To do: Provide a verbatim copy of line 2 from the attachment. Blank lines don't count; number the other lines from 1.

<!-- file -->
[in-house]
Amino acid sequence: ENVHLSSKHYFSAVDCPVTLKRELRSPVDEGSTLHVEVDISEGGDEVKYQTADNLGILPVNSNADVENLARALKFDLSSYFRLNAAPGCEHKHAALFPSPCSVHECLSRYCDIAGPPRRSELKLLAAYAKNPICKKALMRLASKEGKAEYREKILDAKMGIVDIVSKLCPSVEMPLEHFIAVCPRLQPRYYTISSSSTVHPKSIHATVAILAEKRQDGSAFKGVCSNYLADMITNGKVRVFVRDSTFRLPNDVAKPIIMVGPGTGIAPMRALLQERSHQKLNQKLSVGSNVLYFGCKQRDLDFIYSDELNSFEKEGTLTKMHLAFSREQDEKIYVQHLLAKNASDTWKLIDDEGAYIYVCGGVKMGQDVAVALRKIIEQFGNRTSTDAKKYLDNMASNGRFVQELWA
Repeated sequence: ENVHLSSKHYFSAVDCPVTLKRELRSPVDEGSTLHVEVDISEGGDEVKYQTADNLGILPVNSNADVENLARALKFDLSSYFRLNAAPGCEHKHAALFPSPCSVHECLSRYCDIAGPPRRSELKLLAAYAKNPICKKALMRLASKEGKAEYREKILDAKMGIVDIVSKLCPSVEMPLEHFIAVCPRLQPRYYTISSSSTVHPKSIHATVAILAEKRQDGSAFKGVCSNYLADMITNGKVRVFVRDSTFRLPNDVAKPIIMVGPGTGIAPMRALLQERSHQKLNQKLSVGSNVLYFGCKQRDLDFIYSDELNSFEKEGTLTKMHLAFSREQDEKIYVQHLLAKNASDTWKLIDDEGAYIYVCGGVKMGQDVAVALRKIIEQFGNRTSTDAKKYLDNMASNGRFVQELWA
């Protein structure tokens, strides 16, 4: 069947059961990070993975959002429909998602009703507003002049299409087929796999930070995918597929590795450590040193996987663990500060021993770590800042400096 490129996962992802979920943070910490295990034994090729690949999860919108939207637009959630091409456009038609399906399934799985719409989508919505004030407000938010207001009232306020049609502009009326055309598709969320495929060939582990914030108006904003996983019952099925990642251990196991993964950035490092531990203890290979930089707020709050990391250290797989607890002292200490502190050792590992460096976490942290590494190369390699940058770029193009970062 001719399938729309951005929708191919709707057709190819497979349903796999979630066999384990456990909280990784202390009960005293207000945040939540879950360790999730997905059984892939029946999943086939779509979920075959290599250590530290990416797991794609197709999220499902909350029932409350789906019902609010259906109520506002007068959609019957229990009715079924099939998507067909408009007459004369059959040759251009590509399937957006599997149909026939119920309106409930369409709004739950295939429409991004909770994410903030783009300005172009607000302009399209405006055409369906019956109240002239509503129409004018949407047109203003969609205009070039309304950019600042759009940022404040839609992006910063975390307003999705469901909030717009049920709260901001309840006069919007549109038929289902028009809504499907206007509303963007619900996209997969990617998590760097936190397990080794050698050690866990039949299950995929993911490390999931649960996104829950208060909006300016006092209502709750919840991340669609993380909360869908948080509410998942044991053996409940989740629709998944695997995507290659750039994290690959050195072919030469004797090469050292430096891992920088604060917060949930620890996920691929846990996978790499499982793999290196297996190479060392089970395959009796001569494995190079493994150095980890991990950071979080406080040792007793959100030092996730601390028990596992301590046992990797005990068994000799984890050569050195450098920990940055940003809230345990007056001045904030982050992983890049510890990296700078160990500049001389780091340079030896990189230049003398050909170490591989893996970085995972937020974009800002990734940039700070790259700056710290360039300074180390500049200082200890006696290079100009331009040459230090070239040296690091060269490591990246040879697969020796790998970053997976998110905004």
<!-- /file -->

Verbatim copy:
Amino acid sequence: ENVHLSSKHYFSAVDCPVTLKRELRSPVDEGSTLHVEVDISEGGDEVKYQTADNLGILPVNSNADVENLARALKFDLSSYFRLNAAPGCEHKHAALFPSPCSVHECLSRYCDIAGPPRRSELKLLAAYAKNPICKKALMRLASKEGKAEYREKILDAKMGIVDIVSKLCPSVEMPLEHFIAVCPRLQPRYYTISSSSTVHPKSIHATVAILAEKRQDGSAFKGVCSNYLADMITNGKVRVFVRDSTFRLPNDVAKPIIMVGPGTGIAPMRALLQERSHQKLNQKLSVGSNVLYFGCKQRDLDFIYSDELNSFEKEGTLTKMHLAFSREQDEKIYVQHLLAKNASDTWKLIDDEGAYIYVCGGVKMGQDVAVALRKIIEQFGNRTSTDAKKYLDNMASNGRFVQELWA